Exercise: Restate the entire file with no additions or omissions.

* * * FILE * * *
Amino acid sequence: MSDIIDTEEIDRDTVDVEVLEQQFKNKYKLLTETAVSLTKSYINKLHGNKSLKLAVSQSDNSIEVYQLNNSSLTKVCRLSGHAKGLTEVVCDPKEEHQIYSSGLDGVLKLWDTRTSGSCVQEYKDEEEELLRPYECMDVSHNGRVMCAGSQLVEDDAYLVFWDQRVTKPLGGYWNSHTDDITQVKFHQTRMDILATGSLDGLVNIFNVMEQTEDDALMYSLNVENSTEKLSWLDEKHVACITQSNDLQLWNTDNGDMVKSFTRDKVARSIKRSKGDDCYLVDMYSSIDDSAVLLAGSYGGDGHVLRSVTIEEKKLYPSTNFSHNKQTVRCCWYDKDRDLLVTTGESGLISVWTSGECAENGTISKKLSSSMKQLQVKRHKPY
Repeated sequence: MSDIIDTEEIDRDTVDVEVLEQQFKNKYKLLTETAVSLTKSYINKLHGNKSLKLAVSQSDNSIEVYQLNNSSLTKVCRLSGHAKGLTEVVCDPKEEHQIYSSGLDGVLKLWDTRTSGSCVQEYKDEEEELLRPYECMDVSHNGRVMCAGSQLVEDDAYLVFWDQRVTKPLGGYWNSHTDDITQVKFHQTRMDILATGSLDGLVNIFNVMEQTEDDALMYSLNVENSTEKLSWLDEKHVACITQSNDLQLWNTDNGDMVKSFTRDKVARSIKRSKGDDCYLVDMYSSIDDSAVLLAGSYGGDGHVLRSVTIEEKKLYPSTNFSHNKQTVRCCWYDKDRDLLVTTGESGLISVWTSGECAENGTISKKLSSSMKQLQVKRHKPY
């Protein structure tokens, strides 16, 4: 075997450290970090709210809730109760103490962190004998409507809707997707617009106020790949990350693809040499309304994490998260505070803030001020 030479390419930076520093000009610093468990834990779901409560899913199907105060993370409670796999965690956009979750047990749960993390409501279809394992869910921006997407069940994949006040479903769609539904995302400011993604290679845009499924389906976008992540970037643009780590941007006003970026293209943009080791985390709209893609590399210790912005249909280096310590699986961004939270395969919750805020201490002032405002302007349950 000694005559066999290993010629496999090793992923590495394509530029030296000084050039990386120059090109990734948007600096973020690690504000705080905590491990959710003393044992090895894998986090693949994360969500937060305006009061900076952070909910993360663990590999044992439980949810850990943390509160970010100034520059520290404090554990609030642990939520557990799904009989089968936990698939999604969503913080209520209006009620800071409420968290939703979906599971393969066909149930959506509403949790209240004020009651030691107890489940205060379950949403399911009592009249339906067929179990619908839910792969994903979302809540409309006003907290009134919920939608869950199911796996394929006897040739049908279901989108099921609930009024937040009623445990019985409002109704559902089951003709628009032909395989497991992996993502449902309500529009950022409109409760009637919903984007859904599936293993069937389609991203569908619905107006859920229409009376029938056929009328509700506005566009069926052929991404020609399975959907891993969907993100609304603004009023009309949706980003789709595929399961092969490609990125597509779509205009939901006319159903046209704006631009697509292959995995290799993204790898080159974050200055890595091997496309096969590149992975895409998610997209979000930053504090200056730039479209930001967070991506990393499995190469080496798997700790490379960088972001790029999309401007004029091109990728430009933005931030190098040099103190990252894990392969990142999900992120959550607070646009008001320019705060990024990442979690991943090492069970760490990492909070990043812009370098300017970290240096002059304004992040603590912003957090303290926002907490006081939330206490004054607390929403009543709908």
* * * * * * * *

Amino acid sequence: MSDIIDTEEIDRDTVDVEVLEQQFKNKYKLLTETAVSLTKSYINKLHGNKSLKLAVSQSDNSIEVYQLNNSSLTKVCRLSGHAKGLTEVVCDPKEEHQIYSSGLDGVLKLWDTRTSGSCVQEYKDEEEELLRPYECMDVSHNGRVMCAGSQLVEDDAYLVFWDQRVTKPLGGYWNSHTDDITQVKFHQTRMDILATGSLDGLVNIFNVMEQTEDDALMYSLNVENSTEKLSWLDEKHVACITQSNDLQLWNTDNGDMVKSFTRDKVARSIKRSKGDDCYLVDMYSSIDDSAVLLAGSYGGDGHVLRSVTIEEKKLYPSTNFSHNKQTVRCCWYDKDRDLLVTTGESGLISVWTSGECAENGTISKKLSSSMKQLQVKRHKPY
Repeated sequence: MSDIIDTEEIDRDTVDVEVLEQQFKNKYKLLTETAVSLTKSYINKLHGNKSLKLAVSQSDNSIEVYQLNNSSLTKVCRLSGHAKGLTEVVCDPKEEHQIYSSGLDGVLKLWDTRTSGSCVQEYKDEEEELLRPYECMDVSHNGRVMCAGSQLVEDDAYLVFWDQRVTKPLGGYWNSHTDDITQVKFHQTRMDILATGSLDGLVNIFNVMEQTEDDALMYSLNVENSTEKLSWLDEKHVACITQSNDLQLWNTDNGDMVKSFTRDKVARSIKRSKGDDCYLVDMYSSIDDSAVLLAGSYGGDGHVLRSVTIEEKKLYPSTNFSHNKQTVRCCWYDKDRDLLVTTGESGLISVWTSGECAENGTISKKLSSSMKQLQVKRHKPY
């Protein structure tokens, strides 16, 4: 075997450290970090709210809730109760103490962190004998409507809707997707617009106020790949990350693809040499309304994490998260505070803030001020 030479390419930076520093000009610093468990834990779901409560899913199907105060993370409670796999965690956009979750047990749960993390409501279809394992869910921006997407069940994949006040479903769609539904995302400011993604290679845009499924389906976008992540970037643009780590941007006003970026293209943009080791985390709209893609590399210790912005249909280096310590699986961004939270395969919750805020201490002032405002302007349950 000694005559066999290993010629496999090793992923590495394509530029030296000084050039990386120059090109990734948007600096973020690690504000705080905590491990959710003393044992090895894998986090693949994360969500937060305006009061900076952070909910993360663990590999044992439980949810850990943390509160970010100034520059520290404090554990609030642990939520557990799904009989089968936990698939999604969503913080209520209006009620800071409420968290939703979906599971393969066909149930959506509403949790209240004020009651030691107890489940205060379950949403399911009592009249339906067929179990619908839910792969994903979302809540409309006003907290009134919920939608869950199911796996394929006897040739049908279901989108099921609930009024937040009623445990019985409002109704559902089951003709628009032909395989497991992996993502449902309500529009950022409109409760009637919903984007859904599936293993069937389609991203569908619905107006859920229409009376029938056929009328509700506005566009069926052929991404020609399975959907891993969907993100609304603004009023009309949706980003789709595929399961092969490609990125597509779509205009939901006319159903046209704006631009697509292959995995290799993204790898080159974050200055890595091997496309096969590149992975895409998610997209979000930053504090200056730039479209930001967070991506990393499995190469080496798997700790490379960088972001790029999309401007004029091109990728430009933005931030190098040099103190990252894990392969990142999900992120959550607070646009008001320019705060990024990442979690991943090492069970760490990492909070990043812009370098300017970290240096002059304004992040603590912003957090303290926002907490006081939330206490004054607390929403009543709908």